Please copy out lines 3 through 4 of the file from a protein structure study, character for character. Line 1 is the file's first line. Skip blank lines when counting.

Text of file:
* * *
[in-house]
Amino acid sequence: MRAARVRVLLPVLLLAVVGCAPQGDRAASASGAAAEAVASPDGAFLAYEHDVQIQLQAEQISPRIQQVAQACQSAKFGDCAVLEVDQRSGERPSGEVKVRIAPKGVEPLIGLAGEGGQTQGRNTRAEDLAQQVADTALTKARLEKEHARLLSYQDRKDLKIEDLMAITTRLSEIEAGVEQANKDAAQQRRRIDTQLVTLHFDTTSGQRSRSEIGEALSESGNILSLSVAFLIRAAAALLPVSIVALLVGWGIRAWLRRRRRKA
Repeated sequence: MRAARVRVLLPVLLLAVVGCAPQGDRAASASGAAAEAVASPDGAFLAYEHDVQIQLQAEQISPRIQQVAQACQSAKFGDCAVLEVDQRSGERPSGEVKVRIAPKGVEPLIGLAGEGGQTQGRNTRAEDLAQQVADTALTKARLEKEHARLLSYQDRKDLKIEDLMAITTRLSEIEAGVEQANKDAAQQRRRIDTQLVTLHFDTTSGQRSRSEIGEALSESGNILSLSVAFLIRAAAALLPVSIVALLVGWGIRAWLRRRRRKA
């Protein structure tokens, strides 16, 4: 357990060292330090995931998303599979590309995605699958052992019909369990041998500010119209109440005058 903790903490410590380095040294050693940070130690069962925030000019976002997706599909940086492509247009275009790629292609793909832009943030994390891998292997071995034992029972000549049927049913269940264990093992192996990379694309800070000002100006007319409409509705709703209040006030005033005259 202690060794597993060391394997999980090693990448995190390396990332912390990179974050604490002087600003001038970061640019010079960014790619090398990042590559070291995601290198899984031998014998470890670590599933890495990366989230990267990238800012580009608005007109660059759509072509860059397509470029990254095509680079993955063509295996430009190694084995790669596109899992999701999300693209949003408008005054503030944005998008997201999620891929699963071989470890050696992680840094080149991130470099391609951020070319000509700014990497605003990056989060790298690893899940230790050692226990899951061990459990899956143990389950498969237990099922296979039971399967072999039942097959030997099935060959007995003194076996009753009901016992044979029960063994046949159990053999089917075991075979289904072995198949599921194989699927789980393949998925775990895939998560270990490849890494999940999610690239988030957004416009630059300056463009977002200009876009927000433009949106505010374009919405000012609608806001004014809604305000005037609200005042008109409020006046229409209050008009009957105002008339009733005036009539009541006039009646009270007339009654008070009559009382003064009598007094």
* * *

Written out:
Repeated sequence: MRAARVRVLLPVLLLAVVGCAPQGDRAASASGAAAEAVASPDGAFLAYEHDVQIQLQAEQISPRIQQVAQACQSAKFGDCAVLEVDQRSGERPSGEVKVRIAPKGVEPLIGLAGEGGQTQGRNTRAEDLAQQVADTALTKARLEKEHARLLSYQDRKDLKIEDLMAITTRLSEIEAGVEQANKDAAQQRRRIDTQLVTLHFDTTSGQRSRSEIGEALSESGNILSLSVAFLIRAAAALLPVSIVALLVGWGIRAWLRRRRRKA
């Protein structure tokens, strides 16, 4: 357990060292330090995931998303599979590309995605699958052992019909369990041998500010119209109440005058 903790903490410590380095040294050693940070130690069962925030000019976002997706599909940086492509247009275009790629292609793909832009943030994390891998292997071995034992029972000549049927049913269940264990093992192996990379694309800070000002100006007319409409509705709703209040006030005033005259 202690060794597993060391394997999980090693990448995190390396990332912390990179974050604490002087600003001038970061640019010079960014790619090398990042590559070291995601290198899984031998014998470890670590599933890495990366989230990267990238800012580009608005007109660059759509072509860059397509470029990254095509680079993955063509295996430009190694084995790669596109899992999701999300693209949003408008005054503030944005998008997201999620891929699963071989470890050696992680840094080149991130470099391609951020070319000509700014990497605003990056989060790298690893899940230790050692226990899951061990459990899956143990389950498969237990099922296979039971399967072999039942097959030997099935060959007995003194076996009753009901016992044979029960063994046949159990053999089917075991075979289904072995198949599921194989699927789980393949998925775990895939998560270990490849890494999940999610690239988030957004416009630059300056463009977002200009876009927000433009949106505010374009919405000012609608806001004014809604305000005037609200005042008109409020006046229409209050008009009957105002008339009733005036009539009541006039009646009270007339009654008070009559009382003064009598007094």